Financial History 144 Winter 2023 | Page 38

The Enduring Value of


Formation of the Private Pension

By Paul Johnson and Paul D . Sonkin
It is fair to say that value investor and professor Roger Murray contributed significantly to retirement income security for millions of Americans . Murray ’ s interest in pensions dates to the early 1950s , when he published his first journal article on pensions in 1952 entitled , “ Investment Aspects of the Accumulation of Pension Funds .” He made a significant and lasting contribution in the early research on the importance of pensions , persuaded pension fund managers to invest in common stocks ( advice he followed while managing pension fund assets at TIAA-CREF ), testified before Congress about the importance of pensions and consulted with the Pension Benefit Guaranty Corporation . In addition , he assisted Representative Eugene Keogh ’ s efforts to pass a retirement plan for selfemployed workers ( Keogh Plan ) and got the individual retirement account ( IRA ) into the Employee Retirement Income Security Act ( ERISA ) of 1974 .
One of the most important events in the history of private pension plans was passage of the Keogh bill ( HR 10 ), which became law as the Self-Employed Individuals Tax Retirement Act of 1962 , on October 10 , 1962 . The Keogh Plan , as it is commonly referred to , enabled self-employed individuals to create tax-deferred pension accounts , which extended the tax-deductibility of pension contributions beyond traditional private pension plans owned and funded by corporations . The journey to establish a retirement program for the self-employed was a long , drawn-out congressional battle . The first bill was introduced by Congressmen Eugene Keogh and Daniel Reed , both from New York State , in 1951 . Opposition to the bill was focused on its potential impact on tax revenues and worries about it increasing the federal deficit .
Representative Keogh was a senior member of the House Ways and Means Committee , and he recruited Murray to support his efforts in getting the bill passed . In Murray ’ s own words , “ I had been Gene Keogh ’ s expert for pension plans .”
Murray told the story many years later how he came to work with Representative Keogh : Because he [ Keogh ] was from Brooklyn and was a fairly senior guy on the Ways and Means Committee , he called the chairman of the Bankers Trust Company and said , “ I need an expert to support me , against the contention that the Keogh Act will be too expensive , too great a revenue loss .” The Bank ’ s chairman said , “ I know just the guy you want to recruit . His name is Roger Murray .”
And for 10 years , each year when the bill would come up , one year in the House Ways and Means , the next year in the Senate Finance Committee , Murray would travel to Washington “ and give my testimony that the Treasury ’ s estimates of revenue loss were absolutely unreal and outrageous .” When the final bill was enacted in 1962 , it “ marked the culmination of an 11-year effort ,” primarily driven by Representative Keogh . And , as Murray observed , “ I had worked for 10 years ” supporting its passage .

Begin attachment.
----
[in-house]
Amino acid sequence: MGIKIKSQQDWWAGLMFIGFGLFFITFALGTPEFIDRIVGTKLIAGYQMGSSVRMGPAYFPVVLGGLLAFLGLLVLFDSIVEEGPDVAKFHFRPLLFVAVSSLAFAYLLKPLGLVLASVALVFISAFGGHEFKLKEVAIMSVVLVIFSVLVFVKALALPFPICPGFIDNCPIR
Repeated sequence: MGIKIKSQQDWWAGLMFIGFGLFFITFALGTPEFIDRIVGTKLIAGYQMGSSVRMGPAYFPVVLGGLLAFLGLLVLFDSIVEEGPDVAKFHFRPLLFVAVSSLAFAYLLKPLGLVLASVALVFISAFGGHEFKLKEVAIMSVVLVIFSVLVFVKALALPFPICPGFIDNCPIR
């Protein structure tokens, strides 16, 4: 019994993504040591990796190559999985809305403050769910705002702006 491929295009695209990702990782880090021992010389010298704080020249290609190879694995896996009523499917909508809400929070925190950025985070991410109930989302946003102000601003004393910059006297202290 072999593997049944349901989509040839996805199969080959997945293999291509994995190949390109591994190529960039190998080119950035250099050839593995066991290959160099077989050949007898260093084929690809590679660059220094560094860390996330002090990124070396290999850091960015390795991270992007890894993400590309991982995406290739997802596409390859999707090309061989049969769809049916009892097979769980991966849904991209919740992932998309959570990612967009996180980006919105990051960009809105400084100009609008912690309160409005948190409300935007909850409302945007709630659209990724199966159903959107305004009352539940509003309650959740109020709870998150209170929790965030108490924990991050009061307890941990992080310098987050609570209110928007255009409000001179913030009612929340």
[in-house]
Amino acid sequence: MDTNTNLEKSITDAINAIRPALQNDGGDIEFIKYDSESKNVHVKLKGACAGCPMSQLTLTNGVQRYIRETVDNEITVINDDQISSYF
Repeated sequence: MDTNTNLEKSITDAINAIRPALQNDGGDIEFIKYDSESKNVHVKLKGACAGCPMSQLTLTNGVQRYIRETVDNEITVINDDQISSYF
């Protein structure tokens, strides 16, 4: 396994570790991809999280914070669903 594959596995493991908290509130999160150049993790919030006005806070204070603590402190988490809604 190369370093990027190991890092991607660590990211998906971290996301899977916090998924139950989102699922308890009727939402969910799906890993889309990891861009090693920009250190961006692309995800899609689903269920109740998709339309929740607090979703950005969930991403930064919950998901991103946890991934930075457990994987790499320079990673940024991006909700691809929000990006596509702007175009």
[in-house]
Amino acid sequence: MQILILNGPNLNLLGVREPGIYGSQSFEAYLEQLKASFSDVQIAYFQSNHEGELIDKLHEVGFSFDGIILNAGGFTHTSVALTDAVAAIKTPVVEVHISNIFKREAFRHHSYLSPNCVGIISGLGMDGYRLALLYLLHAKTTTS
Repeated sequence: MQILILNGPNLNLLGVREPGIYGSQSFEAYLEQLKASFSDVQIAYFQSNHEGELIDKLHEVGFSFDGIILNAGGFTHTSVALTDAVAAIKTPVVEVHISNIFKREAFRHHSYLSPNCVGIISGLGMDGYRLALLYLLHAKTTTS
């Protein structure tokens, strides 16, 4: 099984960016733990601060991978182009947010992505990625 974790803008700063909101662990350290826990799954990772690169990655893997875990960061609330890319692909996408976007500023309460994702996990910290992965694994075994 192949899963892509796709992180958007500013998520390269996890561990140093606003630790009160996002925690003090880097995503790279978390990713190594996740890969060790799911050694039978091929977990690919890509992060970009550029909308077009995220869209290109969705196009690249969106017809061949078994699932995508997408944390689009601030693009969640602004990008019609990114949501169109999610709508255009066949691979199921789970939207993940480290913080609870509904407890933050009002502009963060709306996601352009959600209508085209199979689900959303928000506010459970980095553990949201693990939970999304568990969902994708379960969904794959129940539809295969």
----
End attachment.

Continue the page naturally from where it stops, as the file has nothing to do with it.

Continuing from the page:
One of Murray ’ s most important research projects as a professor at Columbia Business School was to direct a major study of the effects of public and private pension plans on savings and investment for the National Bureau of Economic Research ( NBER ). The three-year report was sent to Congress in 1967 and published as a standalone report in 1968 entitled “ The Economic Aspects of Pensions : A Summary Report .” The 128-page report was the most comprehensive study of pension plans published to that date . The experience forged a lasting impression on Murray and was one of the most significant contributions in his careerlong interest in pensions .
When the report was submitted to the US Congress Joint Economic Committee , Geoffrey H . Moore , director of research for NBER , stated in a cover letter addressed to the chair of the committee , the Honorable William Proxmire , “ Dr . Murray ’ s work is the capstone in a series of studies upon which he and several members of the National Bureau have been engaged for some years . Fortunately , the completion of this series of studies coincided with the plans of the Joint Economic Committee for the Compendium on Old Age Income Assurance .”
While managing retirement portfolios at TIAA-CREF and dealing directly with individual pension benefits , Murray made an important observation . “ One of the
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